Tuesday, June 23, 2009

Triangle wave as a control function

An object oscillating in simple harmonic motion, such as a pendulum swinging or a tuning fork vibrating, has a "restoring force" that pulls the object toward its central position -- gravity in the case of a pendulum, and tension in the case of a tuning fork. As the object approaches maximum displacement from the center it loses momentum due to the restoring force pulling against it. It loses velocity until its velocity is 0 and it then begins to be pulled in the opposite direction back toward the central position; it reaches maximum velocity in the center, overshoots the center due to its accrued momentum, and then increases its displacement in the opposite direction. This deceleration as it reaches maximum displacement, and acceleration as it is pulled away from maximum, is reflected in the smooth sinusoidal curve when we graph its displacement.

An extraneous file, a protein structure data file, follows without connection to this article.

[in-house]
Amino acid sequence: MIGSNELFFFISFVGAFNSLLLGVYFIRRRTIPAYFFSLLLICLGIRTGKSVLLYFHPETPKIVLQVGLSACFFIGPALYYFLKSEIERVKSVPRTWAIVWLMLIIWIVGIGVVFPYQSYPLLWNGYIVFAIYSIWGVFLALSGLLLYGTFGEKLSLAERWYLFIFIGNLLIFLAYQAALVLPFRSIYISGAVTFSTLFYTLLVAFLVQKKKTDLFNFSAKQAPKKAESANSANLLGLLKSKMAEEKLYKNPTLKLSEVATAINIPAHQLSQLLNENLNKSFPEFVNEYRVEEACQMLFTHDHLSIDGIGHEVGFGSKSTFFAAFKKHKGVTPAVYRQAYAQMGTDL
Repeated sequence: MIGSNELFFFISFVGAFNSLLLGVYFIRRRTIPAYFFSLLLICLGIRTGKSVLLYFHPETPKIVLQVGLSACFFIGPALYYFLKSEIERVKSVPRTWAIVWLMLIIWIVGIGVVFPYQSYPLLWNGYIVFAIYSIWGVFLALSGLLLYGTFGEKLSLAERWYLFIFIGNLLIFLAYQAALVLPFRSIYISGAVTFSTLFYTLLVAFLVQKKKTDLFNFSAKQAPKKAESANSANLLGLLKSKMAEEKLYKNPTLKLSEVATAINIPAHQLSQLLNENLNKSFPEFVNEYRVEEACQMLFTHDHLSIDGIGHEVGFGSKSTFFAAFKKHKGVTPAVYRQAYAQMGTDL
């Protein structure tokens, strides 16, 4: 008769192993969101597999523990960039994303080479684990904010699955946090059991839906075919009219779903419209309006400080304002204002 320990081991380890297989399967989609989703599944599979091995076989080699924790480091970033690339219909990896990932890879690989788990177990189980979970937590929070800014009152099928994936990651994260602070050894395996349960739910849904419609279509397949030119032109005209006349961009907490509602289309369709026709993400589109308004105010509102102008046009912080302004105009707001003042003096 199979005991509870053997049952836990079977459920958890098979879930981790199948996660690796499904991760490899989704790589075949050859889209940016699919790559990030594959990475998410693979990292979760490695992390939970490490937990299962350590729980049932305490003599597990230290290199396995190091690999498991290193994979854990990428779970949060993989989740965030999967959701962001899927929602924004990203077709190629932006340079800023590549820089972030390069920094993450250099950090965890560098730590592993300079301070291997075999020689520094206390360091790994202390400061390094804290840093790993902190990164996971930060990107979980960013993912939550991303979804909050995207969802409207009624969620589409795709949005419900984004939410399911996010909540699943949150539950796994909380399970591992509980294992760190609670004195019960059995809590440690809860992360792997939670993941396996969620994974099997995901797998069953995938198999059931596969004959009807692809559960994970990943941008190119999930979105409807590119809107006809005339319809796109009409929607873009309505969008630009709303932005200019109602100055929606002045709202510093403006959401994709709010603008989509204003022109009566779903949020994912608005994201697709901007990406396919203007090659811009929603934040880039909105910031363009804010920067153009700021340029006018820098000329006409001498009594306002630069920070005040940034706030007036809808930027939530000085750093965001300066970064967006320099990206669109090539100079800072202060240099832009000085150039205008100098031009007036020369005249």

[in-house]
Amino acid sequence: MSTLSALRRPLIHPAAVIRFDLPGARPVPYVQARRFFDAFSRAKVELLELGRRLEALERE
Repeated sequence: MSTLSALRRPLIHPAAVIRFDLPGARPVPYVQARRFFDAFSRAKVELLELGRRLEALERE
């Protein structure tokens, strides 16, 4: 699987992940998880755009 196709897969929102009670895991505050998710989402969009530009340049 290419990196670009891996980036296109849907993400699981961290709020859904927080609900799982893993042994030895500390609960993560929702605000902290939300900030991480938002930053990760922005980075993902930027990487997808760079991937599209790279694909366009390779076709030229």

If there were no change in its velocity -- if it were to somehow instantaneously change direction with no deceleration and acceleration -- the graph of its displacement would look triangular.

This sort of triangular function can be useful for representing constant periodic linear change -- back and forth, up and down, etc. -- between two extremes. In terms of sound, it's important to remember than the impression of linear change in the subjective phenomena of pitch and loudness actually correspond to exponential or logarithmic change in the empirical measures of frequency and amplitude.

It's important to understand that a triangle function in pitch or decibels is not the same as a triangle function in frequency or linear amplitude. For example, a triangular displacement up and down from a central pitch by a tritone (+ or - 6 semitones) is exponential in frequency, and is a greater change upward in Hertz than it is downward. That is, a shift of 1/2 octave is a greater number of Hertz at higher frequencies than at lower frequencies, and a linear pitch change corresponds to an exponential curve in frequency, as illustrated in the following two visualizations. The first image depicts a linear change in pitch, as occurs in the program.
The second image depicts the change in frequency that corresponds to that triangle function in pitch.